Stephen P. King (email@example.com)
Tue, 06 Apr 1999 15:22:47 -0400
Hitoshi Kitada wrote:
> > Do we say that there is a spacetime proper to *each* LS and,
> > symmetrically, an LS proper to each spacetime?
> There is no symmetry between LS and space-time at least in LS theory. LS
> theory assumes the existence of space-time for each LS. Probably, the problem
> you raise here is that we have a common space-time. My point in LS theory is
> that that is only an assumption that cannot be verified, and that it is a
> thing that we assume. This is the reason why I impose axioms 4 and 5. This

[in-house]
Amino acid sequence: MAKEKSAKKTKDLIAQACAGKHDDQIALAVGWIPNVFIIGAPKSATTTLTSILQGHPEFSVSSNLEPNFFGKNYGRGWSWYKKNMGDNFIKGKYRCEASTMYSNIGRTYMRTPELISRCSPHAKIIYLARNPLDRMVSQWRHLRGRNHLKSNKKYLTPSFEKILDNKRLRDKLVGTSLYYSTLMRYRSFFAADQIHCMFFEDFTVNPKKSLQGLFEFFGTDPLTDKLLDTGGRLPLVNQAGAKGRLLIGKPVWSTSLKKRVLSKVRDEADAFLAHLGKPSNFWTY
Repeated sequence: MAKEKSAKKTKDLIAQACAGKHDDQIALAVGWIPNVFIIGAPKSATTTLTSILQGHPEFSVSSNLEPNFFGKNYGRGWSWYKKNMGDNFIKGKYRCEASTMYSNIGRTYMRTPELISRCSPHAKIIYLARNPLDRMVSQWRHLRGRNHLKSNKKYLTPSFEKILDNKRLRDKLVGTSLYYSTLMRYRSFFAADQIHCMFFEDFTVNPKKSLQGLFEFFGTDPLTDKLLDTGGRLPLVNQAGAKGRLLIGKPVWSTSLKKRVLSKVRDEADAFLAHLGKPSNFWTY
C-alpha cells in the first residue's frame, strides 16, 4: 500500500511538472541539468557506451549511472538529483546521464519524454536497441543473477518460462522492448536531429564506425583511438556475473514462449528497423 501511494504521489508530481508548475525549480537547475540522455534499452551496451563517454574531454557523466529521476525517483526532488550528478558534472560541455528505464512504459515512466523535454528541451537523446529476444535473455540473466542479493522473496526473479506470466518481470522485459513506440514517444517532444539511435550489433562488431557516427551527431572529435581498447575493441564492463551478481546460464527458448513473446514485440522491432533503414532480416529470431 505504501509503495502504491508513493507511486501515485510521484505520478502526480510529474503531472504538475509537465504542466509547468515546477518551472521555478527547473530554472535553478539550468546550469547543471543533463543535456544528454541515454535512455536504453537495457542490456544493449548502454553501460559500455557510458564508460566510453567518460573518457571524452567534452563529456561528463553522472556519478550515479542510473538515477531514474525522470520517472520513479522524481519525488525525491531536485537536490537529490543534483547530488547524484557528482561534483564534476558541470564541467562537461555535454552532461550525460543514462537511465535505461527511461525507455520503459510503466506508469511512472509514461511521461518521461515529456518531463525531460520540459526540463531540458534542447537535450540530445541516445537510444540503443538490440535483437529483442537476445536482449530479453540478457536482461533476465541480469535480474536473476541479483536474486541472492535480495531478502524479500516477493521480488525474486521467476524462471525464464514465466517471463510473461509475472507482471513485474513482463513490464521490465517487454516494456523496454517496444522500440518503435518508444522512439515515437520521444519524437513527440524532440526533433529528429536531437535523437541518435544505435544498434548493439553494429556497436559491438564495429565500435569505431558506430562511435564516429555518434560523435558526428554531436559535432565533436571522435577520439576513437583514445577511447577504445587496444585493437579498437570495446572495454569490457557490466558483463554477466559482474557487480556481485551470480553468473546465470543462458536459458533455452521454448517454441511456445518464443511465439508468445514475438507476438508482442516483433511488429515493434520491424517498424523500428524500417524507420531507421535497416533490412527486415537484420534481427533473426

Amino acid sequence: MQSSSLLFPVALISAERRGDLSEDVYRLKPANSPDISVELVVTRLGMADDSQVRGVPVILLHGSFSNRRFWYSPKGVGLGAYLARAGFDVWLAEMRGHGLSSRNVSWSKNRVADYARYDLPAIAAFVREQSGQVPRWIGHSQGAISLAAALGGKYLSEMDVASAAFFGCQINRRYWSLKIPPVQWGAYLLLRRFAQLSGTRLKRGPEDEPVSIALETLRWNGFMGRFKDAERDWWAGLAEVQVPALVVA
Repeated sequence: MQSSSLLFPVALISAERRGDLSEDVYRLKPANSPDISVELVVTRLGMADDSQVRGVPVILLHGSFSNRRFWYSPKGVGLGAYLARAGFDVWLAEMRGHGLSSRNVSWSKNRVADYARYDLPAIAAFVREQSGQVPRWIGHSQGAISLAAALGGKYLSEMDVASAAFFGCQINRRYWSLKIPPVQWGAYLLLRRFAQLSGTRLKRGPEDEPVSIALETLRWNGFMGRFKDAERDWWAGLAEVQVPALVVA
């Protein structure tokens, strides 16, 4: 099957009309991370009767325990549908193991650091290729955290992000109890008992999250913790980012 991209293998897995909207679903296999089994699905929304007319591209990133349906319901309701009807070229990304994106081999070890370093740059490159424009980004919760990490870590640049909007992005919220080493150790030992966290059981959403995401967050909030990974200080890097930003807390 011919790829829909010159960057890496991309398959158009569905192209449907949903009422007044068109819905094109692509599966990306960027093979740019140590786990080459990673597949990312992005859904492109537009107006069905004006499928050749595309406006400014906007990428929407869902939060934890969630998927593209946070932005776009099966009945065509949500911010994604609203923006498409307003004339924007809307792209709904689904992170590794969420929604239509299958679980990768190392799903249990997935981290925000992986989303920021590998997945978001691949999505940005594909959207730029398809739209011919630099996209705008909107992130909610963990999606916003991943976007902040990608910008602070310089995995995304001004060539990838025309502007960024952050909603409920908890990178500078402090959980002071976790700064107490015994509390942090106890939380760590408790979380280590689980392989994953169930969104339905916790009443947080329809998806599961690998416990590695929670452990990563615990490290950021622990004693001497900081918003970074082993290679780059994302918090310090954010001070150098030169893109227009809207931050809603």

> assumption remedies people from their "common" universe being chaos. But note
> that, at the deepest level, there is no assurance that we can have a "common"
I, as you, do not assume a unique and absolute common universe can be
had for an arbitrary pair of LS's. This is, to me, one reason why I
think that the Big Bang hypothesis is seriously wrong. I call a common
universe a "cosmos". It is my conjecture that a cosmos is such that the
observers x and y of it agree within some error that it is the same for
all of them. I think that the error bound is proportional to distance
d(x,y) between observers and thus intimately related to the Hubble
expansion. There is more to this that I will deal with within the
context of Weyl's work..
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